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‘Zombie drug’ kills 11 after found in pot vapes and counterfeit pills in UK

The “zombie drug” has reached European shores.

A new study from King’s College London published on Wednesday found that xylazine, an animal tranquilizer whose nickname comes from the fact that it causes open ulcers to form on the skin, has entered the illegal drug market in the United Kingdom , appearing in fake marijuana vapes and counterfeits. Codeine and Valium pills.

Research published on Wednesday found xylazine samples taken from 16 people in the UK, 11 of whom had died. The deaths were recorded from December 2022 to August 2023.

“Xylazine has already entered the UK illicit drug market and is not limited to heroin supplies. Urgent action is needed to protect both people who use heroin and the broader population of people who use drugs from its acute and chronic health harms,” the study says.

The arrival of xylazine in Europe threatens to exacerbate the continent’s illicit narcotics problem. The U.S. Drug Enforcement Administration has reported a number of cases in recent years in which xylazine was mixed with the synthetic opioid fentanyl, causing the country’s “deadliest drug threat.” ever been confronted.

This combination of xylazine and opioids such as fentanyl and heroin is known as a “dope tranquilizer.” Like opioids themselves, tranquilizer drugs can lower breathing and heart rate to dangerous levels. The rise of the tranquilizer drug in the United States has further exacerbated the disastrous opioid epidemic.

The drug still poses a relatively new threat to Europe, where it has yet to wreak the widespread devastation seen in the United States. The death of a 43-year-old man in the United Kingdom in May 2022 was the first death linked to xylazine consumption outside the North. America, according to a study published last year.

However, record numbers of drugs have flowed into Europe in recent years, pushing warring gangs to use unprecedented levels of violence to control an illicit market estimated at 30 billion euros a year.

European drug experts have already warned that xylazine is increasingly common in Eastern Europe.

According to the latest annual drugs report from the European Monitoring Center for Drugs and Drug Addiction (EMCDDA), published last June, xylazine was present in 13% of syringes collected in Riga, while Estonian police began seizing the drugs in 2022.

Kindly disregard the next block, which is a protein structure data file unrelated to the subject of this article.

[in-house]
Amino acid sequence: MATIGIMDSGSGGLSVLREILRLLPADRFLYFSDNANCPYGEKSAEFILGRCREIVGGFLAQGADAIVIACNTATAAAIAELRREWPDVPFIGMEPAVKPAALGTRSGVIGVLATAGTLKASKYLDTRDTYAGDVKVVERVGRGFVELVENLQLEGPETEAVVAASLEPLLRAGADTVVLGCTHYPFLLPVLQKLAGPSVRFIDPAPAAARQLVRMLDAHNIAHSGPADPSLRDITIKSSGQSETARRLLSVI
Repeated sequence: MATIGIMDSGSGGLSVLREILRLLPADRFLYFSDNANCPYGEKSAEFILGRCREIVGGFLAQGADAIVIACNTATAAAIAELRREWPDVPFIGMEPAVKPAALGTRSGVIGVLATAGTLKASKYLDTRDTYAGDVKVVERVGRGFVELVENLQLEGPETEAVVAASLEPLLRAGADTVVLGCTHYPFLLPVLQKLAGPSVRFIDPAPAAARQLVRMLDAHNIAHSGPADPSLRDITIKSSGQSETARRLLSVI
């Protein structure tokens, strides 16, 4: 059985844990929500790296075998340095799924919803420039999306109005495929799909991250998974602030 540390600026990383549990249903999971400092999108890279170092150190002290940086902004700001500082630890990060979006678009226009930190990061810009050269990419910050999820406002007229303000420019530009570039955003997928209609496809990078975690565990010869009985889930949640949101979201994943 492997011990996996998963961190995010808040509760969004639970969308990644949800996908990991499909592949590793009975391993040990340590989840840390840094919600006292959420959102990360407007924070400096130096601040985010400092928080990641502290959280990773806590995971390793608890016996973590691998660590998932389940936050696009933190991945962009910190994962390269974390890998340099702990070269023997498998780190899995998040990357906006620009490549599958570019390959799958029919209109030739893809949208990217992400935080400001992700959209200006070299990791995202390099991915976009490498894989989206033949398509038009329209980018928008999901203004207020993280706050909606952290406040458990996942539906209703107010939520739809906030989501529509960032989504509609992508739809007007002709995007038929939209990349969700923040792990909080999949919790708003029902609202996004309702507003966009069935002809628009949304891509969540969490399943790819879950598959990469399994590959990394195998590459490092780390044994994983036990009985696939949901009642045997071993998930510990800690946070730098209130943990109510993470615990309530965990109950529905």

The EMCDDA has identified xylazine and new synthetic opioids as future threats. The new opioids are very potent and only small amounts of the drug are needed to produce a large number of doses, putting users at risk of potentially fatal poisoning, the drug report said.

Caroline Copeland, author of the study, says policymakers must take action now to stop xylazine from killing people in Europe. She wants inexpensive test strips to be available, while health care providers need to be aware that chronic skin ulcers are a sign of intravenous xylazine use.

Its co-author, Adam Holland of the University of Bristol, said the growing threat of xylazine reinforced the need to review punitive drug laws.

“We need to expand the range of harm reduction interventions available to people who use drugs, including drug monitoring and overdose prevention centers, to give them the opportunities they need to stay safe” , Holland said in a press release.


Sara Adm

Aimant les mots, Sara Smith a commencé à écrire dès son plus jeune âge. En tant qu'éditeur en chef de son journal scolaire, il met en valeur ses compétences en racontant des récits impactants. Smith a ensuite étudié le journalisme à l'université Columbia, où il est diplômé en tête de sa classe.Après avoir étudié au New York Times, Sara décroche un poste de journaliste de nouvelles. Depuis dix ans, il a couvert des événements majeurs tels que les élections présidentielles et les catastrophes naturelles. Il a été acclamé pour sa capacité à créer des récits captivants qui capturent l'expérience humaine.
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